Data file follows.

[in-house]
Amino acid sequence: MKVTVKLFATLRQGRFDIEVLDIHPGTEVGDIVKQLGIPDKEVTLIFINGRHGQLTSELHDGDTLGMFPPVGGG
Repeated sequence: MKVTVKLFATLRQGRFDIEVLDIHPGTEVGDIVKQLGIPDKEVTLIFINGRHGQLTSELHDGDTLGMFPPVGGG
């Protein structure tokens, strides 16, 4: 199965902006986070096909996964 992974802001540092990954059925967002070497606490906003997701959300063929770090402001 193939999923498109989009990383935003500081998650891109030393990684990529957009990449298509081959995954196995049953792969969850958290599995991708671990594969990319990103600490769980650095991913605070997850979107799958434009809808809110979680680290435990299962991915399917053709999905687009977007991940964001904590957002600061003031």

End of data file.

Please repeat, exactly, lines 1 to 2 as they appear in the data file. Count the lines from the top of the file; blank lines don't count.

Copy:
[in-house]
Amino acid sequence: MKVTVKLFATLRQGRFDIEVLDIHPGTEVGDIVKQLGIPDKEVTLIFINGRHGQLTSELHDGDTLGMFPPVGGG